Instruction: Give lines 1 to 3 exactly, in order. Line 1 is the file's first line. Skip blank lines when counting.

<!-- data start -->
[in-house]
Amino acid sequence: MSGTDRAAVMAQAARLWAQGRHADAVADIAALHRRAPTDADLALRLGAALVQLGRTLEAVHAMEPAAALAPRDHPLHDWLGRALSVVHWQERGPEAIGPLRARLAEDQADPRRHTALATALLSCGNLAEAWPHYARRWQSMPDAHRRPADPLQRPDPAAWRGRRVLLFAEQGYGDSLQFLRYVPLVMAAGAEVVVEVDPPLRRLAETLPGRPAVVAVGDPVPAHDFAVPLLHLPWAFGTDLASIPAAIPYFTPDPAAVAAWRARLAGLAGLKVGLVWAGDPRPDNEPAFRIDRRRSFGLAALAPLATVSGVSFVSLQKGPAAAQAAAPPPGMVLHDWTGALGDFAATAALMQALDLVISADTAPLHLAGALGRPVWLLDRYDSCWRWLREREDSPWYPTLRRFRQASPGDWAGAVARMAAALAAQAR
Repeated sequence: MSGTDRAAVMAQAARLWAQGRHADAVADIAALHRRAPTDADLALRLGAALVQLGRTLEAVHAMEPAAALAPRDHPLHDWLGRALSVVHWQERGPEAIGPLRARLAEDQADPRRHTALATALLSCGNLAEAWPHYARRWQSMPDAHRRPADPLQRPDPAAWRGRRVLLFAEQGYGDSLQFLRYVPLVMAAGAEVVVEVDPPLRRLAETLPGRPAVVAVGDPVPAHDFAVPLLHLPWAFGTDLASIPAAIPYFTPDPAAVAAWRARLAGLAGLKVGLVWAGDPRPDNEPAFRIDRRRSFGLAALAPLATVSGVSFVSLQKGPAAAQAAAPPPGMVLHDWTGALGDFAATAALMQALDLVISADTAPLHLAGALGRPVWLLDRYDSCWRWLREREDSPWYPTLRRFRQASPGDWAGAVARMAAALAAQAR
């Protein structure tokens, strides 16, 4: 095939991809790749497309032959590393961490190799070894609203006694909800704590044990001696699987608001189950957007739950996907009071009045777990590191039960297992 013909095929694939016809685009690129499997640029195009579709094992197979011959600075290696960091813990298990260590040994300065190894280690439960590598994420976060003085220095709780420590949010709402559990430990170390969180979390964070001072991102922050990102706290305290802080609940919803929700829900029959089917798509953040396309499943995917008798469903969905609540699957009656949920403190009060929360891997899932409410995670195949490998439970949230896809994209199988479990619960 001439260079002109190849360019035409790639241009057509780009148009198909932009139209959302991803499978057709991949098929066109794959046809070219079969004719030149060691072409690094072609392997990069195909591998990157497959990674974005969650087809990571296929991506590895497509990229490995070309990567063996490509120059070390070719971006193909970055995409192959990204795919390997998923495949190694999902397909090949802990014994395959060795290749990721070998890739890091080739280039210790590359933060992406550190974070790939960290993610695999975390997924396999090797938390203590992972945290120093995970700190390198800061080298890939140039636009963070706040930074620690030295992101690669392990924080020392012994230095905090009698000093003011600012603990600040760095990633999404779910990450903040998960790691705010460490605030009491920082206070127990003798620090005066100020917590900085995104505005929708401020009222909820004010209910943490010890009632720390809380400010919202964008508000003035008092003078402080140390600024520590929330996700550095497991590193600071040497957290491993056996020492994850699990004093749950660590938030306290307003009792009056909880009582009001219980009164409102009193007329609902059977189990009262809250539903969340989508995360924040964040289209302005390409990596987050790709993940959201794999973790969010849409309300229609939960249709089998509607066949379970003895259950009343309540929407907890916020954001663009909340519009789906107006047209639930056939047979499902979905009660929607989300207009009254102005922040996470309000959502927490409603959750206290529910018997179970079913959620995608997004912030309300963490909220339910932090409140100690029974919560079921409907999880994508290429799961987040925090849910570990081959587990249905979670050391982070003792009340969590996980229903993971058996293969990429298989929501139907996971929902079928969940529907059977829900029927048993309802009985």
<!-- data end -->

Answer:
[in-house]
Amino acid sequence: MSGTDRAAVMAQAARLWAQGRHADAVADIAALHRRAPTDADLALRLGAALVQLGRTLEAVHAMEPAAALAPRDHPLHDWLGRALSVVHWQERGPEAIGPLRARLAEDQADPRRHTALATALLSCGNLAEAWPHYARRWQSMPDAHRRPADPLQRPDPAAWRGRRVLLFAEQGYGDSLQFLRYVPLVMAAGAEVVVEVDPPLRRLAETLPGRPAVVAVGDPVPAHDFAVPLLHLPWAFGTDLASIPAAIPYFTPDPAAVAAWRARLAGLAGLKVGLVWAGDPRPDNEPAFRIDRRRSFGLAALAPLATVSGVSFVSLQKGPAAAQAAAPPPGMVLHDWTGALGDFAATAALMQALDLVISADTAPLHLAGALGRPVWLLDRYDSCWRWLREREDSPWYPTLRRFRQASPGDWAGAVARMAAALAAQAR
Repeated sequence: MSGTDRAAVMAQAARLWAQGRHADAVADIAALHRRAPTDADLALRLGAALVQLGRTLEAVHAMEPAAALAPRDHPLHDWLGRALSVVHWQERGPEAIGPLRARLAEDQADPRRHTALATALLSCGNLAEAWPHYARRWQSMPDAHRRPADPLQRPDPAAWRGRRVLLFAEQGYGDSLQFLRYVPLVMAAGAEVVVEVDPPLRRLAETLPGRPAVVAVGDPVPAHDFAVPLLHLPWAFGTDLASIPAAIPYFTPDPAAVAAWRARLAGLAGLKVGLVWAGDPRPDNEPAFRIDRRRSFGLAALAPLATVSGVSFVSLQKGPAAAQAAAPPPGMVLHDWTGALGDFAATAALMQALDLVISADTAPLHLAGALGRPVWLLDRYDSCWRWLREREDSPWYPTLRRFRQASPGDWAGAVARMAAALAAQAR